“He told me about how far it was and how to get to it,” McCoy recalled to Forstenzer. “”But when I got there, I couldn’t see a cabin or anything, anywhere.”
“Pretty soon I saw a little opening in the snow with a little bit of smoke coming out of it, and heard a strange noise.”
Down below, the Phillips were trying to tunnel out by shoveling snow by the front door into the cabin. McCoy helped dig them out.
Such conditions never daunted him.
McCoy built the first chairlift on Mammoth Mountain in 1955, and retired 50 years later, selling his ski resort for $365 million.
The town contains many microclimates sloping down a thousand feet from the base of the mountain at 8,700 feet into the Long Valley caldera. Some areas might have 10 feet of snow, where others have two. Near the top, and just below the pass, Old Mammoth, gets heaps.
“If you go down some of the smaller streets in town, it is literally tunnels,” said Jo Louise, a hotel receptionist who moved here 22 years ago. “You have to be careful. It’s eerie.”
She was taking a bus to work because her car was buried.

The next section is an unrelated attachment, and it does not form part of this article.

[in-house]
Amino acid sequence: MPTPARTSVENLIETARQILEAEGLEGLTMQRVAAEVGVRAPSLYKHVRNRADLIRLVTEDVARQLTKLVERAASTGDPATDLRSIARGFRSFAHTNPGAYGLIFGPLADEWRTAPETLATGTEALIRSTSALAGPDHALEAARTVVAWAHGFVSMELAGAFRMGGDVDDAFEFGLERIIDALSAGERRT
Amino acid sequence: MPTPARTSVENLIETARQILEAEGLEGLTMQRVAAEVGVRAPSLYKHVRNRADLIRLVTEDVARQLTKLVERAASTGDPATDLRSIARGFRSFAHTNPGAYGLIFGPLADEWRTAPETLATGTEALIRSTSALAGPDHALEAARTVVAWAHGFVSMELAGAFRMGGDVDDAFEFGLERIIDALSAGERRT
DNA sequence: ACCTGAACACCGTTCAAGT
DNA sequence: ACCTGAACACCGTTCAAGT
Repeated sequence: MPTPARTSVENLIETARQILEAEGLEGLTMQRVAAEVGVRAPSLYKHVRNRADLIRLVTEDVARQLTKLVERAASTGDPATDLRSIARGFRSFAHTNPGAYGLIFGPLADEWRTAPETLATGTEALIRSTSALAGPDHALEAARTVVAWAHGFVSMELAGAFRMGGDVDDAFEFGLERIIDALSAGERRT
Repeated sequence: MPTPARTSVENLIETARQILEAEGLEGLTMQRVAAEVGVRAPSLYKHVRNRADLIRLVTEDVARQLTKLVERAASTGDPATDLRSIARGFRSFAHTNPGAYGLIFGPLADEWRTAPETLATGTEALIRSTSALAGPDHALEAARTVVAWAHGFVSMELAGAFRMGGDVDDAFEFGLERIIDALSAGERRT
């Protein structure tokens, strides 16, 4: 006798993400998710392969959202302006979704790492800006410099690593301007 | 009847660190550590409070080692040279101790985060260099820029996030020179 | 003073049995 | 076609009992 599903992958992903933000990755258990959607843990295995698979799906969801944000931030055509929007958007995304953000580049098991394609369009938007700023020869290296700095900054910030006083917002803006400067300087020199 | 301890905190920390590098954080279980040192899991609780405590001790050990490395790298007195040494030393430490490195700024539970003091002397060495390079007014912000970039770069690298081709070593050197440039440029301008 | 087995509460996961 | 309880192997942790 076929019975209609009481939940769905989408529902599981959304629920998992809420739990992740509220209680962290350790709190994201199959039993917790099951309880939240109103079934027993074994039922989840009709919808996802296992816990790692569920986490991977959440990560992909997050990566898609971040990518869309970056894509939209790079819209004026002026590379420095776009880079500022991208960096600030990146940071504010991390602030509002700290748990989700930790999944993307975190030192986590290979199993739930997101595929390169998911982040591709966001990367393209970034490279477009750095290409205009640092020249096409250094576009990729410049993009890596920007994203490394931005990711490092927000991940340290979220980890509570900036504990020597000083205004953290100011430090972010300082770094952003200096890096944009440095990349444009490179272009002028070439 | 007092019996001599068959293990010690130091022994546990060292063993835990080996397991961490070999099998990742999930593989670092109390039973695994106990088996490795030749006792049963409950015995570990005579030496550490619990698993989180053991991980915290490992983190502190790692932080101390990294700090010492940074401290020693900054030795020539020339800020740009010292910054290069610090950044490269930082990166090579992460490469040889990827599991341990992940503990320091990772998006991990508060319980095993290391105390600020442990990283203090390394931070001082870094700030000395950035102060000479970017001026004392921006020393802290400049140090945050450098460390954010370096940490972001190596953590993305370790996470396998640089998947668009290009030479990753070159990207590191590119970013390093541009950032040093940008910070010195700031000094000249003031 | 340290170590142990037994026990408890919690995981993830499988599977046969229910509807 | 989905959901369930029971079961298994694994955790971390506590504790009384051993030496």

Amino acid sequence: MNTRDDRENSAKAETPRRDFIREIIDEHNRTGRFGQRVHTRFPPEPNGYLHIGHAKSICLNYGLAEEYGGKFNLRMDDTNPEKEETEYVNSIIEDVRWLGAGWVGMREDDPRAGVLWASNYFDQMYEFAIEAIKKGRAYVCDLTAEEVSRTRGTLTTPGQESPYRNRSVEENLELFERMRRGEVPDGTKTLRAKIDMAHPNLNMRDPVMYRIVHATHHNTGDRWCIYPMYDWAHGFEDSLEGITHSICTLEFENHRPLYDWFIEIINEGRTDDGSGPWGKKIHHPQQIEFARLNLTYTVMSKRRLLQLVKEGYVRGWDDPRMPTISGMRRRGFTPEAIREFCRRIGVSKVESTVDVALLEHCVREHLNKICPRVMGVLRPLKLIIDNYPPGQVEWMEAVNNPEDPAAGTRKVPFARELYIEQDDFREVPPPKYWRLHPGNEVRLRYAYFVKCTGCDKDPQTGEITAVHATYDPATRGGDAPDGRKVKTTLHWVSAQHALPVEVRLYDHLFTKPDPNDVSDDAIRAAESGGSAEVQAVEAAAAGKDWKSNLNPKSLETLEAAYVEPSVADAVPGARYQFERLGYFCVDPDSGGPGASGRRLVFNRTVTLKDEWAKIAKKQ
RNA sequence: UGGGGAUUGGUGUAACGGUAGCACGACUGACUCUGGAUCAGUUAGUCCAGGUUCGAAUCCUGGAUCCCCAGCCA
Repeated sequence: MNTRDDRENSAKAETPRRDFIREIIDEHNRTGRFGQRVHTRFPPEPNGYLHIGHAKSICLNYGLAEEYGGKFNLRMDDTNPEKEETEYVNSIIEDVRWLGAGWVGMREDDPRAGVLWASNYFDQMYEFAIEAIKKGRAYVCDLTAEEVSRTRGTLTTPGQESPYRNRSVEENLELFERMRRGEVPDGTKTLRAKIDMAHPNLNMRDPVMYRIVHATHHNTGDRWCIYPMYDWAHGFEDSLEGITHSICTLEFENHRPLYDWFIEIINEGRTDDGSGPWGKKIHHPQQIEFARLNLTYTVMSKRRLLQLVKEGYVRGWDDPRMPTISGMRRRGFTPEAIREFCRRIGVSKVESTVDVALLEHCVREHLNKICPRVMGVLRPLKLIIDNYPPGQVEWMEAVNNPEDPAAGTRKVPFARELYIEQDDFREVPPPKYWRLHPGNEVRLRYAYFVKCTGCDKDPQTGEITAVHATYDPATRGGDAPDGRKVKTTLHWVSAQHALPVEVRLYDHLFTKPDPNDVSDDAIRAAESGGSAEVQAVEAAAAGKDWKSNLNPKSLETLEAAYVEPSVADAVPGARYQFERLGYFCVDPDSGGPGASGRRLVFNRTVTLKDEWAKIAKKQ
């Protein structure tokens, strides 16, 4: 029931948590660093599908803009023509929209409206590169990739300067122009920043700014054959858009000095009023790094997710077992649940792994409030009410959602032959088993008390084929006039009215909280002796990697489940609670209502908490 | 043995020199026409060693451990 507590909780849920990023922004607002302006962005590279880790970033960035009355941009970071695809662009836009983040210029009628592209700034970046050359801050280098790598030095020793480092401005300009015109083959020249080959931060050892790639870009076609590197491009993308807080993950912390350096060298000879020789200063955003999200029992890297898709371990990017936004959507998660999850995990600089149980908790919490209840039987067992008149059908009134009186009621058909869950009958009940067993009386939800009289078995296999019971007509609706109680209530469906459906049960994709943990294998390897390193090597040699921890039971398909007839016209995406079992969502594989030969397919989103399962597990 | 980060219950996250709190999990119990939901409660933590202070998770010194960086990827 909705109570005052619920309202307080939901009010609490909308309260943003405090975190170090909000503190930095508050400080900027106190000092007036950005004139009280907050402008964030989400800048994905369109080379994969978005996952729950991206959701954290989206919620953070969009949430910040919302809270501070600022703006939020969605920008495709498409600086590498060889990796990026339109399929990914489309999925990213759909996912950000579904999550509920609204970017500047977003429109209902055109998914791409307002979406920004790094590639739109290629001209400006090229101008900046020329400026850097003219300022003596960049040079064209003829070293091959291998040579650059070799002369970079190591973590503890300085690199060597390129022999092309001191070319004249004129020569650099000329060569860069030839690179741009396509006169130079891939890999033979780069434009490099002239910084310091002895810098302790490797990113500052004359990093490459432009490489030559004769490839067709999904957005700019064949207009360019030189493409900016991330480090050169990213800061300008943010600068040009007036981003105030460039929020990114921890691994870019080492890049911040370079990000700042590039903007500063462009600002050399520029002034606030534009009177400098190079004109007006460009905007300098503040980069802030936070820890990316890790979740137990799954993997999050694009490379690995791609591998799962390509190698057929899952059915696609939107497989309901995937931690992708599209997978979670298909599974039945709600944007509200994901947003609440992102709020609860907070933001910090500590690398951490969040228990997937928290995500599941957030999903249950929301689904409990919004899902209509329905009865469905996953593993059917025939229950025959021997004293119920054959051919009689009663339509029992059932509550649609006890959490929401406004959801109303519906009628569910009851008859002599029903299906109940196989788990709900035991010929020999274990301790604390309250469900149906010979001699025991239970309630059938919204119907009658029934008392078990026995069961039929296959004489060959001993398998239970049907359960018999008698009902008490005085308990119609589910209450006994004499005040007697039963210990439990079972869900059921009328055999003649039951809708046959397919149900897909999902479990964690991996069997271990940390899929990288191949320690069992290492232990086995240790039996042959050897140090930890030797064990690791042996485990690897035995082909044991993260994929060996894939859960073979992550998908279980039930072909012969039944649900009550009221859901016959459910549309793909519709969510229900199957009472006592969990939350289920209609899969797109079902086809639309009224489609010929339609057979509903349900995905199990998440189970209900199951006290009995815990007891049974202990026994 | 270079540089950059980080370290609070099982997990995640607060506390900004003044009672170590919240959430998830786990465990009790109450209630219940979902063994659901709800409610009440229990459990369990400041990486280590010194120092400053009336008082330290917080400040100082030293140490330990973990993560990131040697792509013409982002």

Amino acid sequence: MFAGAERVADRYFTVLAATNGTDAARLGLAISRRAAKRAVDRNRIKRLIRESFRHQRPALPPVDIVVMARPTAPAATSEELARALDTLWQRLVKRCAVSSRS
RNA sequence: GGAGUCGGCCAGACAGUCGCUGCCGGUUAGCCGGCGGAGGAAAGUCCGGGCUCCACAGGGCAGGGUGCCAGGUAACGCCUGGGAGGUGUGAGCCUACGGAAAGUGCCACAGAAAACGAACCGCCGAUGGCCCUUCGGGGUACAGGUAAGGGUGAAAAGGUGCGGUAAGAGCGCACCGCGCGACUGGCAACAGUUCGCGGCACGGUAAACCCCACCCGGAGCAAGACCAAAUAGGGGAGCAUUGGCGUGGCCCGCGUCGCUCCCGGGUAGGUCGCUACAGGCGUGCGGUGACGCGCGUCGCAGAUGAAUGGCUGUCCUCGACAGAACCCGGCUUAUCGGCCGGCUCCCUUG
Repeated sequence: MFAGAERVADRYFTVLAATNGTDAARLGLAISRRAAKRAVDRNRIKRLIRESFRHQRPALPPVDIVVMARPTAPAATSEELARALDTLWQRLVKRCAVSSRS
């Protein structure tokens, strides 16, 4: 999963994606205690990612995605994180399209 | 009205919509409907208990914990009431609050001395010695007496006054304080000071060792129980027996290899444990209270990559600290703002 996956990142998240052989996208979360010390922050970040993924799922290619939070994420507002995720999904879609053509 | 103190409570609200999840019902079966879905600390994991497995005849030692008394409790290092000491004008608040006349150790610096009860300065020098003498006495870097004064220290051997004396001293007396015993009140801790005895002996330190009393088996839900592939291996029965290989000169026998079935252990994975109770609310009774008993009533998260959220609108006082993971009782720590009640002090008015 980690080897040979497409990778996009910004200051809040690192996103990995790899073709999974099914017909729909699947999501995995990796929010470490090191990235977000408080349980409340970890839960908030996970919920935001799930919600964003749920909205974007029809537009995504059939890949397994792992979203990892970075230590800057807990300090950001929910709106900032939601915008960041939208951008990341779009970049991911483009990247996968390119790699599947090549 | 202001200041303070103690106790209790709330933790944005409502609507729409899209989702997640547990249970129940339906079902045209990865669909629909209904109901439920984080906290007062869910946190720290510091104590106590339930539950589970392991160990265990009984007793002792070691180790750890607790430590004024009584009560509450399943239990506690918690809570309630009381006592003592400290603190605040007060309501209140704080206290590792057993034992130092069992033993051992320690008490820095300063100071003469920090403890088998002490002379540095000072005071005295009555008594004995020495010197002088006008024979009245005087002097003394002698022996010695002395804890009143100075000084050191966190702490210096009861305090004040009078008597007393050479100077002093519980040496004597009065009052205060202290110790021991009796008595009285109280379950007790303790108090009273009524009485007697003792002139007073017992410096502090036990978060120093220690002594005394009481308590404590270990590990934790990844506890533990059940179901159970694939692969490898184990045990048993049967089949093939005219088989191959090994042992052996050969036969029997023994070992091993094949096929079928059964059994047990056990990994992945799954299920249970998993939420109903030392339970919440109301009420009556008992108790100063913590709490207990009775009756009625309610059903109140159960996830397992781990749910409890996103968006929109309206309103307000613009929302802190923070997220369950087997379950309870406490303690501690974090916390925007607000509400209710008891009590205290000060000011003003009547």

The clouds had vanished the night before — storms rarely linger — leaving the snow glistening and draping off roofs like a Bavarian fairy tale. The wind sculpted it into strange formations. People found faces and animals. One man found a mythical “dwarf with a hat.”
Gary and Cathy Wyatt took the crystalline day to cross-country ski across Snow Creek meadow and up to a knoll of the Sherwin Mountains to look over the vast caldera, with its volcano cones, and the White Mountains beyond. All of it covered in snow that will melt in spring and summer and flow out of taps in Los Angeles.
The beauty belied the harsh forces that delivered it.
“Last time I was up here a couple weeks ago, it was blowing 85 miles per hour on the top of the mountain,” he said. “You could see about 10 feet in front of you.”
Dave Harvey, 72, was once the president of the town’s search and rescue team.
In February, he could hear his house in Old Mammoth groaning under the weight.